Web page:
Tamanna Inamdar: The fact is that the government of the day has been pretty ceased with the situation, there have been a slew of steps and the biggest one for the corporate space is the reduction in corporate tax. What is your assessment of the move?

Harsh Mariwala: A lot will depend on what was your earlier tax rates and what are the kind of benefits you are getting. At companies, where the effective tax rate is likely to be lower than 25%, they may continue on this front but there are many other organisation where the effective rate was upwards of 30% so they may move to this lower tax bracket. Over the next three to five years, everybody would be in the same bracket.

It is a good move but was not expected. The good part is that it is simplifying things. There were a lot of exemptions which earlier the corporates were trying to get and many of them were not sound. Some of the decisions which the corporates were taking to get exemptions will cease and that is a good thing. I think corporate should concentrate more on what is good for the business and arrive at sound decisions. The simplification of tax and reduction in tax rate is a good sign to be given internationally too. People were not expecting that this will be done but the government has taken the step and it is welcome.

Tamanna Inamdar: How much of an impact has this had on sentiment for businesses because that was the purpose of lowering this corporate tax?

Harsh Mariwala: The sentiment, when it was announced, was positive. Nobody had expected that this will come in. So, yes, it has had a positive impact on the sentiment but will it lead to revival of the economy in the short term? I do not think so.

For revival to occur there has to be higher disposable income in the hands of the consumer and for that to happen the businesses at a fundamental level have to do well or the agricultural sector has to improve or the services sector also has to rock.

Only consumer demand revival will lead to improved sentiment because you will start seeing increase growth rates whether it is for FMCG products or for auto sector or consumer durables. Unfortunately, at this stage the government doesn’t have freedom to lower the personal income tax rates because their finances are tight and the fiscal deficit may not adhere to the original target; but it still has to be controlled. I doubt whether the government will take that step unless they come up with some innovative steps to increase their revenues. I strongly feel that there is a strong need to bring in innovation.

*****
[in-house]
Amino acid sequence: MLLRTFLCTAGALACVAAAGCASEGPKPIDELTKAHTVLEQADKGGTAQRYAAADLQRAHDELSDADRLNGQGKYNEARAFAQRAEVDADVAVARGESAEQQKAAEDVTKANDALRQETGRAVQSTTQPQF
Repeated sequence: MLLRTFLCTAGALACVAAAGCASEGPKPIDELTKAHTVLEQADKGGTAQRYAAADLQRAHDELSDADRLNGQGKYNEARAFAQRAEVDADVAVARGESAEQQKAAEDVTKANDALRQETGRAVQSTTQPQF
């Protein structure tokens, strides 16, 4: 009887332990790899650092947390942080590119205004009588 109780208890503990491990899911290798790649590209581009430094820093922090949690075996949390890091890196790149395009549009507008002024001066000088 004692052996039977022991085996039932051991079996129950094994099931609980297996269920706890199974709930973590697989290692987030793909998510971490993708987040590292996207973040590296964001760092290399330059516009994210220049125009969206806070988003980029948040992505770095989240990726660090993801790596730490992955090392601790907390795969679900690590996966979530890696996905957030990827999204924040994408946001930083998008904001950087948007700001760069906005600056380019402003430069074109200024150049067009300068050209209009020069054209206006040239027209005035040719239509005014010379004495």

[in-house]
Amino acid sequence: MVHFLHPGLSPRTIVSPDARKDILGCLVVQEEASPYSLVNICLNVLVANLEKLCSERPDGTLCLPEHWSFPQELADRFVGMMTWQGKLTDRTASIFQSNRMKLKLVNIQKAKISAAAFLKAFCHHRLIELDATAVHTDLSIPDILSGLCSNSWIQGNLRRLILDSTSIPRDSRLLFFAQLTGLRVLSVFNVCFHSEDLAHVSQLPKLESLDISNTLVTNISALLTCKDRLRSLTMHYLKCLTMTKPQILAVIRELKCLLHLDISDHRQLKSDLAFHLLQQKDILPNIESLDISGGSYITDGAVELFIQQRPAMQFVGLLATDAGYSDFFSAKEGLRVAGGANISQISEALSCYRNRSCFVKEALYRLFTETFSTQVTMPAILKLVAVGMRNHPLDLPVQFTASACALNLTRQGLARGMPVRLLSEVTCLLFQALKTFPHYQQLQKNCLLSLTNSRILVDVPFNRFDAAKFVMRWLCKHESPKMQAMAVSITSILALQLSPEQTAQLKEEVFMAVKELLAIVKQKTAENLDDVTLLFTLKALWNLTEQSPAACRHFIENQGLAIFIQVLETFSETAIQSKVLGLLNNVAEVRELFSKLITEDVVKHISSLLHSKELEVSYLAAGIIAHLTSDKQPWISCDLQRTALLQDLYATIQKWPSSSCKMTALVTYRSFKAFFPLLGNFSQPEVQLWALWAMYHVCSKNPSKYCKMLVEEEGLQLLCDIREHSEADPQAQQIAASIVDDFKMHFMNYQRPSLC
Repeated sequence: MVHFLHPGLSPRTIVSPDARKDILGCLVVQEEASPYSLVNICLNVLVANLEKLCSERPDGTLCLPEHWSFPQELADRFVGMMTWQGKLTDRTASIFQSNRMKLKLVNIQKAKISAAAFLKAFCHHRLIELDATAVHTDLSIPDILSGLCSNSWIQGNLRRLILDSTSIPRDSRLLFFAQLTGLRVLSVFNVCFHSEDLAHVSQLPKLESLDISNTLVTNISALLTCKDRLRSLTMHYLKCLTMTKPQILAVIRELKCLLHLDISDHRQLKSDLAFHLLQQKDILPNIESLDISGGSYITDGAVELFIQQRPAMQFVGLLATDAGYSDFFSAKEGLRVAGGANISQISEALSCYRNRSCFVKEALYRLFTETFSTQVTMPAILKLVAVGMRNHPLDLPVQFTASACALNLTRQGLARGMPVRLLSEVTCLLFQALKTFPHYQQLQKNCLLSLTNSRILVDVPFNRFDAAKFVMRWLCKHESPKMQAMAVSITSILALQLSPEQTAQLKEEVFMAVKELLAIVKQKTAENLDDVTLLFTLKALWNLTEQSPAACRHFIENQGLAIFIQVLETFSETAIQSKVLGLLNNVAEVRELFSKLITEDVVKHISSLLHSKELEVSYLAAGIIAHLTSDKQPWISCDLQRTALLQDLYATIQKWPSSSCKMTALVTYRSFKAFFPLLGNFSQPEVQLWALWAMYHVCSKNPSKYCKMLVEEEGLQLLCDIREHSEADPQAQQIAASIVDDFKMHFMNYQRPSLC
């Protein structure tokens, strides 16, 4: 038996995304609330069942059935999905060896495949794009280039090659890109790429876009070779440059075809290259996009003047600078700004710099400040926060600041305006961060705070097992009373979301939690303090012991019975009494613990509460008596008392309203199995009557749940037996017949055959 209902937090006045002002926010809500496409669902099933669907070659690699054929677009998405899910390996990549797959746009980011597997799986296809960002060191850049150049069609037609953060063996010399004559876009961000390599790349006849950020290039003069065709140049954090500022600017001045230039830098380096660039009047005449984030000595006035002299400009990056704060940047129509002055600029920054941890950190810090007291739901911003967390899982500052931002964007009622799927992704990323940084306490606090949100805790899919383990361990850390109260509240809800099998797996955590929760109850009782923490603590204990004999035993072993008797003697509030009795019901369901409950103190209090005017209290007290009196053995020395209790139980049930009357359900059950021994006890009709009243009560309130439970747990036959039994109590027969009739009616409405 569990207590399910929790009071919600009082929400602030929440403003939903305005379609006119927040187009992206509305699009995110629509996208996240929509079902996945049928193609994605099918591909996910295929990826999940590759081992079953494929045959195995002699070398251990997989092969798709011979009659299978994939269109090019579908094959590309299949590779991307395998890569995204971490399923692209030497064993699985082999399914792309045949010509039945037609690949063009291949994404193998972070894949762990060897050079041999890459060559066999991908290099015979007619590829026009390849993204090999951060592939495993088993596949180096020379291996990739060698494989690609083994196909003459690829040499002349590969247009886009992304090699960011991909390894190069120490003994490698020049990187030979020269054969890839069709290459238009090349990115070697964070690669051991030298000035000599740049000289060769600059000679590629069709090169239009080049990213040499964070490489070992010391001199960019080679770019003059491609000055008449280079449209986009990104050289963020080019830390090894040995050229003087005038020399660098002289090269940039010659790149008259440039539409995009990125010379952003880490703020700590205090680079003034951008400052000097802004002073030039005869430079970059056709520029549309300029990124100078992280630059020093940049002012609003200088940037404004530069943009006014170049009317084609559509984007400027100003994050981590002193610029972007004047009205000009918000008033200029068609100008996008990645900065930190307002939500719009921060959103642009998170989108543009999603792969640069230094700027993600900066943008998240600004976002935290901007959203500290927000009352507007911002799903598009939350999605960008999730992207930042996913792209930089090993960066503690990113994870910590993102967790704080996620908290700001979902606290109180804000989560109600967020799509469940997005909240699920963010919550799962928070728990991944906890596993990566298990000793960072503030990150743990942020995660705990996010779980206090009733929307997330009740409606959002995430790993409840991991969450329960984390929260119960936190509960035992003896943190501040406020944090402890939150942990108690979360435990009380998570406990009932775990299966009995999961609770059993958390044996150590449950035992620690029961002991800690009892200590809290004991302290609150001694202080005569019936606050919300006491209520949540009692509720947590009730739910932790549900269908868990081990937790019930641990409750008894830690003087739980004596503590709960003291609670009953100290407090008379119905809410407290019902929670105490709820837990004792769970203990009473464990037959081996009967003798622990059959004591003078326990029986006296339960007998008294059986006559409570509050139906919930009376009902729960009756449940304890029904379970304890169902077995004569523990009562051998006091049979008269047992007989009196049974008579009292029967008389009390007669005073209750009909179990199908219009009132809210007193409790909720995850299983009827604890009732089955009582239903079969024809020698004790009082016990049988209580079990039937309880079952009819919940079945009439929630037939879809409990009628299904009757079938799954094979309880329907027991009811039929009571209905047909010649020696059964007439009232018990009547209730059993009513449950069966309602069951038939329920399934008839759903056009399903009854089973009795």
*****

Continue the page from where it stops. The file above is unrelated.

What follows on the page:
There is so much betting taking place whether be it cricket or elections. And it is a great way to tax that and make it legal and earn an income. There is betting on races currently which is legal and they get some taxes but a reasonable tax rate on betting would increase their income. Can we think of monetising so many assets the government is holding. So much land, whether it is railways or public sector, is worth billions of dollars? Can we think of far more aggressive privatisation plans? All these things are enough opportunities for the government to raise money. I think it needs a strong will to make that big step happen since there will be a lot of opposition.

Tamanna Inamdar: Yes, but the mandate is there…

Harsh Mariwala: The government has majority but somewhere there is some degree of hesitation. This is even when it comes to labour reforms. Suppose, I put up a capacity where I recruit 300-500 labours. Tomorrow, if the business tanks and I am not allowed the flexibility of dealing with that labour, I will never put up that capacity in first place.

It is because of this I will always have a fear of what if my business sinks. The businesses need to improve fundamentally in line with other countries. The spat between China and the US is throwing a lot of opportunities at the global level. Who all could be beneficiaries? It is countries like Vietnam, India and even the neighbouring Bangladesh. We have to look at it from an opportunistic point of view and take some steps. It will call for some hard decisions. It will call for a few decisions, which some people may not like. But if you take compromising decisions, we will not be able to grow and reach the $5 trillion GDP mark.